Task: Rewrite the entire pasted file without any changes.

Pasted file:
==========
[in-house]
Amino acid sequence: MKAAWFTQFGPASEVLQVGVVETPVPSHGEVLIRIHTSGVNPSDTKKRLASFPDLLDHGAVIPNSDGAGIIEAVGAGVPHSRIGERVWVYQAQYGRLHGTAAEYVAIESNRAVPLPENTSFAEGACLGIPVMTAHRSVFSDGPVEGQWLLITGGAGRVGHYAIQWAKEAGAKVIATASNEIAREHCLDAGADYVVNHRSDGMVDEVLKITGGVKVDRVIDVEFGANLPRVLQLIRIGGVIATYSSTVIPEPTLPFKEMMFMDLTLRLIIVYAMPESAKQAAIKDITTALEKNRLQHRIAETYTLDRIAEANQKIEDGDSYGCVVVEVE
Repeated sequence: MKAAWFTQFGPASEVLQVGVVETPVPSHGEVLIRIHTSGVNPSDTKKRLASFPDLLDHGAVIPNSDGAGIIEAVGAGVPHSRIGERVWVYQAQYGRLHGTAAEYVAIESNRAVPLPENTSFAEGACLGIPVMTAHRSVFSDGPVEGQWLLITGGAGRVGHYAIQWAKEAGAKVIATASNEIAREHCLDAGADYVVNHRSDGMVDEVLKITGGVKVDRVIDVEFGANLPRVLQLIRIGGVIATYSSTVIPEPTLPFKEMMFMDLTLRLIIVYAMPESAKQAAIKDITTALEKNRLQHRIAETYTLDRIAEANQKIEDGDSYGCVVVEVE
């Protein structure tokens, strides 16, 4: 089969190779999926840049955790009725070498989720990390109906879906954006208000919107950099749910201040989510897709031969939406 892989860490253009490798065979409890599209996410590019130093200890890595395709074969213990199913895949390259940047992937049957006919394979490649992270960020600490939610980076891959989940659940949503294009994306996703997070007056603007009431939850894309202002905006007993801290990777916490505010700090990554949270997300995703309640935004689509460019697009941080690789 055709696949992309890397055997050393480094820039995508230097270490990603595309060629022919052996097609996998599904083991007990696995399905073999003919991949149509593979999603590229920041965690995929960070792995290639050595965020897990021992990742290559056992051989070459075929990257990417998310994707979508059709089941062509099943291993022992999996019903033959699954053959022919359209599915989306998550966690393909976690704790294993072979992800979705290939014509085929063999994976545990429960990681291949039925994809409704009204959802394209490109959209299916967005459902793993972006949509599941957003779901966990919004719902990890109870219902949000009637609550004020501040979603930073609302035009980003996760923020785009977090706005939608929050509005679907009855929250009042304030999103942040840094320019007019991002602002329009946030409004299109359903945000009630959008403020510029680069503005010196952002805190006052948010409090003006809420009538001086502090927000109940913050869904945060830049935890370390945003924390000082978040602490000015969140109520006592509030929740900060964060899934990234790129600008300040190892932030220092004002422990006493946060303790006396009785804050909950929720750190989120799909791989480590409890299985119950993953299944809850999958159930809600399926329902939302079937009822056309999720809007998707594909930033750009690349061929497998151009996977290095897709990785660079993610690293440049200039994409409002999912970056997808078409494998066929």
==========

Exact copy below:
[in-house]
Amino acid sequence: MKAAWFTQFGPASEVLQVGVVETPVPSHGEVLIRIHTSGVNPSDTKKRLASFPDLLDHGAVIPNSDGAGIIEAVGAGVPHSRIGERVWVYQAQYGRLHGTAAEYVAIESNRAVPLPENTSFAEGACLGIPVMTAHRSVFSDGPVEGQWLLITGGAGRVGHYAIQWAKEAGAKVIATASNEIAREHCLDAGADYVVNHRSDGMVDEVLKITGGVKVDRVIDVEFGANLPRVLQLIRIGGVIATYSSTVIPEPTLPFKEMMFMDLTLRLIIVYAMPESAKQAAIKDITTALEKNRLQHRIAETYTLDRIAEANQKIEDGDSYGCVVVEVE
Repeated sequence: MKAAWFTQFGPASEVLQVGVVETPVPSHGEVLIRIHTSGVNPSDTKKRLASFPDLLDHGAVIPNSDGAGIIEAVGAGVPHSRIGERVWVYQAQYGRLHGTAAEYVAIESNRAVPLPENTSFAEGACLGIPVMTAHRSVFSDGPVEGQWLLITGGAGRVGHYAIQWAKEAGAKVIATASNEIAREHCLDAGADYVVNHRSDGMVDEVLKITGGVKVDRVIDVEFGANLPRVLQLIRIGGVIATYSSTVIPEPTLPFKEMMFMDLTLRLIIVYAMPESAKQAAIKDITTALEKNRLQHRIAETYTLDRIAEANQKIEDGDSYGCVVVEVE
């Protein structure tokens, strides 16, 4: 089969190779999926840049955790009725070498989720990390109906879906954006208000919107950099749910201040989510897709031969939406 892989860490253009490798065979409890599209996410590019130093200890890595395709074969213990199913895949390259940047992937049957006919394979490649992270960020600490939610980076891959989940659940949503294009994306996703997070007056603007009431939850894309202002905006007993801290990777916490505010700090990554949270997300995703309640935004689509460019697009941080690789 055709696949992309890397055997050393480094820039995508230097270490990603595309060629022919052996097609996998599904083991007990696995399905073999003919991949149509593979999603590229920041965690995929960070792995290639050595965020897990021992990742290559056992051989070459075929990257990417998310994707979508059709089941062509099943291993022992999996019903033959699954053959022919359209599915989306998550966690393909976690704790294993072979992800979705290939014509085929063999994976545990429960990681291949039925994809409704009204959802394209490109959209299916967005459902793993972006949509599941957003779901966990919004719902990890109870219902949000009637609550004020501040979603930073609302035009980003996760923020785009977090706005939608929050509005679907009855929250009042304030999103942040840094320019007019991002602002329009946030409004299109359903945000009630959008403020510029680069503005010196952002805190006052948010409090003006809420009538001086502090927000109940913050869904945060830049935890370390945003924390000082978040602490000015969140109520006592509030929740900060964060899934990234790129600008300040190892932030220092004002422990006493946060303790006396009785804050909950929720750190989120799909791989480590409890299985119950993953299944809850999958159930809600399926329902939302079937009822056309999720809007998707594909930033750009690349061929497998151009996977290095897709990785660079993610690293440049200039994409409002999912970056997808078409494998066929």